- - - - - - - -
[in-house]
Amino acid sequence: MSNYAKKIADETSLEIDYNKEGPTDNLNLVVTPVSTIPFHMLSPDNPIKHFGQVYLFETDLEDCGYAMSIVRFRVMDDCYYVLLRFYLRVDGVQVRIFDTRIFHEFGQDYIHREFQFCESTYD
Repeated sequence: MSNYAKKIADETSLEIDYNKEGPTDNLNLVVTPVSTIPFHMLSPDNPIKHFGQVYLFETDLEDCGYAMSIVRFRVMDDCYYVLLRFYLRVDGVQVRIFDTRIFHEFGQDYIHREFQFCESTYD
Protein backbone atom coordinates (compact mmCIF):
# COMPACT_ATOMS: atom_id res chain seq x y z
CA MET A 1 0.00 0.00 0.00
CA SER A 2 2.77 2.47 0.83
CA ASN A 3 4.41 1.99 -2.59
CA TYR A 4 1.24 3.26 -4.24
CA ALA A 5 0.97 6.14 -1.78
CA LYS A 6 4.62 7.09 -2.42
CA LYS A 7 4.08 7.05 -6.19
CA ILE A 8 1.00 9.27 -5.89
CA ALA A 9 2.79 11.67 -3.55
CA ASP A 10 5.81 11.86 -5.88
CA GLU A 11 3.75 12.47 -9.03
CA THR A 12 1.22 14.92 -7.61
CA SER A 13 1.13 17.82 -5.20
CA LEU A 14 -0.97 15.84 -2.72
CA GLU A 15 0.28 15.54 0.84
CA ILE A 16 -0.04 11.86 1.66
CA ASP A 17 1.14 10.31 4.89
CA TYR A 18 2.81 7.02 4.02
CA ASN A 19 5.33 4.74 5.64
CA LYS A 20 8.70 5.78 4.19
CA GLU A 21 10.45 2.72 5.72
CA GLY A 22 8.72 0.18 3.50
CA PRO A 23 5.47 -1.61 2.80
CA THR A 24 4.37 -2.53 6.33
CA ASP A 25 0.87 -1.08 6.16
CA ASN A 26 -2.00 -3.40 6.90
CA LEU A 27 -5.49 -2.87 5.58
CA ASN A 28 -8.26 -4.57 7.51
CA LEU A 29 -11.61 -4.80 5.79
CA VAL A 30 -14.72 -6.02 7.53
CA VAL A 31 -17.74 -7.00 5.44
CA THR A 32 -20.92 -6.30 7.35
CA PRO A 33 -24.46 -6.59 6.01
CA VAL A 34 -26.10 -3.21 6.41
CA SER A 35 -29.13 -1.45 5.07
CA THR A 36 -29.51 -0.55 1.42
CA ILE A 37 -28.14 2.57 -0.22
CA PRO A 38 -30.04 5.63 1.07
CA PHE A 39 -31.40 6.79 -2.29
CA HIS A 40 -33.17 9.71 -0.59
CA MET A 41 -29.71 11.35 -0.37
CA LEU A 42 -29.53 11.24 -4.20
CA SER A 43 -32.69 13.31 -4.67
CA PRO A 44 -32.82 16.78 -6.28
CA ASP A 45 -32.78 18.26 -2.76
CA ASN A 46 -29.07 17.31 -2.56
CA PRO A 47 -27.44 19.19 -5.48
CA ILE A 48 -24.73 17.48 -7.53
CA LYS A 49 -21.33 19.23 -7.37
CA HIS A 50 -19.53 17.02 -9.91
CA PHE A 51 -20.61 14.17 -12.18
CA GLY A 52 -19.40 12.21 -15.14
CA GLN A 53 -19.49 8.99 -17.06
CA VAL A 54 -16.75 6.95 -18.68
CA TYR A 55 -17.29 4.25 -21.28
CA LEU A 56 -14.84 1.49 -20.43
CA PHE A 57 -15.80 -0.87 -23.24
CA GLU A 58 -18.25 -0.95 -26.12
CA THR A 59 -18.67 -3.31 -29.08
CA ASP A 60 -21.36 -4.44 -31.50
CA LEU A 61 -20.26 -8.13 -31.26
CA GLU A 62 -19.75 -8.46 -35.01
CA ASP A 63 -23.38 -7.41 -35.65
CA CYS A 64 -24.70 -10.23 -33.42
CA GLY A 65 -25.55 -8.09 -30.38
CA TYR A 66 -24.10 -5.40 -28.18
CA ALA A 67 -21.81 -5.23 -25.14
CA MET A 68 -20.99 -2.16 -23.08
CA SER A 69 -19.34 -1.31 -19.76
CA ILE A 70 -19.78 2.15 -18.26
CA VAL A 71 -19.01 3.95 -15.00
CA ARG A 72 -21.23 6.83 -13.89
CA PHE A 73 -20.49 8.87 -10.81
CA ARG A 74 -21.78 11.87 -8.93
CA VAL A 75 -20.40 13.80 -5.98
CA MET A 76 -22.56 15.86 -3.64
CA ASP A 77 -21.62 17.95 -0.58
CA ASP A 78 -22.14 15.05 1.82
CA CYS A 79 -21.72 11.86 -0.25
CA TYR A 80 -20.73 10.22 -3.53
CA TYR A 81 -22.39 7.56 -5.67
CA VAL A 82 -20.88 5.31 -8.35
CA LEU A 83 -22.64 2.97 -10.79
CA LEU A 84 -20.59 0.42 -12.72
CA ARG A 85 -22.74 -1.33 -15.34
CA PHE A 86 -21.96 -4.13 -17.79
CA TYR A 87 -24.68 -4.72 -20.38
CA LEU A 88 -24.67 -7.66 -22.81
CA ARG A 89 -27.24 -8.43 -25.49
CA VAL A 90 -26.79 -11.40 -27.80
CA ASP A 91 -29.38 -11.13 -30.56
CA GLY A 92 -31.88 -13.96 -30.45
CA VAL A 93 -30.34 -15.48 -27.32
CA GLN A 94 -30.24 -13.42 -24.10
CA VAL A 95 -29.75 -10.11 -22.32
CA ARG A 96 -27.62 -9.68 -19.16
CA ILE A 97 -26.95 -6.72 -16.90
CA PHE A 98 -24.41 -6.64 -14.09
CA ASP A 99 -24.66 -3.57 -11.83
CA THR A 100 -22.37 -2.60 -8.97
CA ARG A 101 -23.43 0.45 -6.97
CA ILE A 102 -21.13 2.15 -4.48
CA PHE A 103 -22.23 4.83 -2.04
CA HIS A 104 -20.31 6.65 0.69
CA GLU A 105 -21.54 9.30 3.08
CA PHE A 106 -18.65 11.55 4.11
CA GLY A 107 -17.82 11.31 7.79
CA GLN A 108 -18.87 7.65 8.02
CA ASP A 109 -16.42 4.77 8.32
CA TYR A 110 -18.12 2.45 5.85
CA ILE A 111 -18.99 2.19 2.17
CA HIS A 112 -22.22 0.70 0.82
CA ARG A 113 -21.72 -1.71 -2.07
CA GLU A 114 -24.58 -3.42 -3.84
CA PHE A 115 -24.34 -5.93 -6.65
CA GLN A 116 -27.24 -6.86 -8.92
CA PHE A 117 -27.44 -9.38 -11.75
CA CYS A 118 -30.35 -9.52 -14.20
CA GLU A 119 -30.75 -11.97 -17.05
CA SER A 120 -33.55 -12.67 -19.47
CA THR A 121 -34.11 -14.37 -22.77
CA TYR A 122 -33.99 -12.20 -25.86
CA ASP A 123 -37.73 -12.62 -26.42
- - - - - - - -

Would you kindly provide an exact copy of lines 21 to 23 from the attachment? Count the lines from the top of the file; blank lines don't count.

CA ILE A 16 -0.04 11.86 1.66
CA ASP A 17 1.14 10.31 4.89
CA TYR A 18 2.81 7.02 4.02